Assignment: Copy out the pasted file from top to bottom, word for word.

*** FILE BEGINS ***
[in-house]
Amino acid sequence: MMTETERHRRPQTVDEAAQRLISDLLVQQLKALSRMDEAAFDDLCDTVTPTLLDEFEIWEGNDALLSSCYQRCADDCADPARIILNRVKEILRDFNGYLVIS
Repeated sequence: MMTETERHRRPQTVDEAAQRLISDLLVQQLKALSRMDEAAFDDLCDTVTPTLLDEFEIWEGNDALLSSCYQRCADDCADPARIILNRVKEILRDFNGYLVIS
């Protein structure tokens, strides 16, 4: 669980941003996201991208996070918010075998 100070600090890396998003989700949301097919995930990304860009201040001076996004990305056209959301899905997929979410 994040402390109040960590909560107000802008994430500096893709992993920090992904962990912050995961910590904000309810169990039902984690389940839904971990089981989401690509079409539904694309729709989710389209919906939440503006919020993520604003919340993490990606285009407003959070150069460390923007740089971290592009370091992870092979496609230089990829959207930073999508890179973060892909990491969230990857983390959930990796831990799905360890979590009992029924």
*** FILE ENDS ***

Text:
[in-house]
Amino acid sequence: MMTETERHRRPQTVDEAAQRLISDLLVQQLKALSRMDEAAFDDLCDTVTPTLLDEFEIWEGNDALLSSCYQRCADDCADPARIILNRVKEILRDFNGYLVIS
Repeated sequence: MMTETERHRRPQTVDEAAQRLISDLLVQQLKALSRMDEAAFDDLCDTVTPTLLDEFEIWEGNDALLSSCYQRCADDCADPARIILNRVKEILRDFNGYLVIS
């Protein structure tokens, strides 16, 4: 669980941003996201991208996070918010075998 100070600090890396998003989700949301097919995930990304860009201040001076996004990305056209959301899905997929979410 994040402390109040960590909560107000802008994430500096893709992993920090992904962990912050995961910590904000309810169990039902984690389940839904971990089981989401690509079409539904694309729709989710389209919906939440503006919020993520604003919340993490990606285009407003959070150069460390923007740089971290592009370091992870092979496609230089990829959207930073999508890179973060892909990491969230990857983390959930990796831990799905360890979590009992029924």